Guide to Rome
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Guide to Rome

There are so many churches, archaeological sites, piazzas and paintings to see that a lifetime is hardly enough. Don’t try to cram too much in: Rome moves at a slower pace than many northern cities, and to enjoy it you should take time out in pavement cafés as well as shuffle round the Sistine Chapel.
 
One of the world’s great art collections, the haul that Cardinal Scipione Borghese assembled in the early 17th century in his Roman garden villa includes Titian’s Sacred and Profane Love, a gaggle of Caravaggios and Bernini’s sublime sculpture Apollo and Daphne - perhaps my single favourite work of art in the whole of Rome.
 
Later generations made some bad mistakes (allowing Napoleon, for example, to make off with 154 statues and countless other artefacts) but also some worthwhile additions, such as Canova’s risqué statue of Pauline Bonaparte. The extensive collection continues in storerooms which can be visited on guided tours (be sure to book) at 3pm and 4 pm.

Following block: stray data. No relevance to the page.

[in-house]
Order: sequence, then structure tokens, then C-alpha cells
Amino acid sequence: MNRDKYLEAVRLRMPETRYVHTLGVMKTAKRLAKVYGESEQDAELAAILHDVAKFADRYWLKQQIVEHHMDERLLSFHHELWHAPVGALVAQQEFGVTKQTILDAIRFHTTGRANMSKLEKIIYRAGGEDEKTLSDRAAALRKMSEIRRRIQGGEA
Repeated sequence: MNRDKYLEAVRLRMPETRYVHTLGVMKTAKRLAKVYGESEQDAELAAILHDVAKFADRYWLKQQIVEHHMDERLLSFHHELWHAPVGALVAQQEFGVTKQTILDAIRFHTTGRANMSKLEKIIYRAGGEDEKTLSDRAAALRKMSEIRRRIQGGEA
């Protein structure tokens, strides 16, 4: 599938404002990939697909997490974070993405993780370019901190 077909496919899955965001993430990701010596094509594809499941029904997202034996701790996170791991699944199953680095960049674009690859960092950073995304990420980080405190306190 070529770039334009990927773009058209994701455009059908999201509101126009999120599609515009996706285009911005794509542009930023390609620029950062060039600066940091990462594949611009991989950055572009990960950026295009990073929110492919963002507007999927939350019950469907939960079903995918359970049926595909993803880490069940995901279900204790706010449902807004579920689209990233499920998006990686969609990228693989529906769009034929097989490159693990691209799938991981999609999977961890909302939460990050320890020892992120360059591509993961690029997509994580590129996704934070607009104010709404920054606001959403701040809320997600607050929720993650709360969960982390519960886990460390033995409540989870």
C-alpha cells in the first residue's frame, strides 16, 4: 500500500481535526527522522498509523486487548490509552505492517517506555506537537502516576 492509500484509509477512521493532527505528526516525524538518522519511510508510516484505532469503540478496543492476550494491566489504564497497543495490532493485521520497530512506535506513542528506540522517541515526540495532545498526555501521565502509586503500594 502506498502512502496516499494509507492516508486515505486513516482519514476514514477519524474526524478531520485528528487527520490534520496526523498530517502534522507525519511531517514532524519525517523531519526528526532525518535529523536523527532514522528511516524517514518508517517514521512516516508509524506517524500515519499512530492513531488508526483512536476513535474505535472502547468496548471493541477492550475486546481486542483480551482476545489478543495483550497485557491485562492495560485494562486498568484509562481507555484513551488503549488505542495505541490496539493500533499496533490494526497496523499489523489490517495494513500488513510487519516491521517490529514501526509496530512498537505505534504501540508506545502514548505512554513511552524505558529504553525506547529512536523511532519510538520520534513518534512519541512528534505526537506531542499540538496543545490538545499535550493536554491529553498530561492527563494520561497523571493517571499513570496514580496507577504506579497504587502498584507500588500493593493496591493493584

Flanking the villa are a magnificent 17th-century aviary (uccelliera) and a series of 'giardini segreti' - secret gardens which are rarely open but can be appreciated through the fence. Note that visits to the gallery have to be booked, and run on designated timeslots - though if you turn up at a quiet time of year, there may be still be spaces that same day. You should be at the gallery to pick up your ticket 30 minutes before your entry time.
 
Half circus, half sports arena, Rome’s most famous classical ruin is unmissable – especially now that they have extended the visitor route to the underfloor passageways through which gladiators and wild beasts made their entrances.
 
The massive arena – officially called the Amphiteatrum Flavium – was inaugurated in 80 AD, and seated well over 50,000 people in its neatly arranged stands: emperor, aristos and Vestal Virgins down the front; plebs, slaves and all the other women up the top. Some 5,000 wild beasts were killed for the gory opening event.
 
By the time the last man vs beast fights took place in 523, the wild animal population of north Africa had been decimated. Occasionally though, the felines were fed too: any malefactor handed down a sentence of damnatio ad bestias was simply ushered unarmed into the arena and left there to make a lion's lunch.
 
The ticket office queues can be daunting: those in the know purchase tickets at the quieter Palatine entrance.
 

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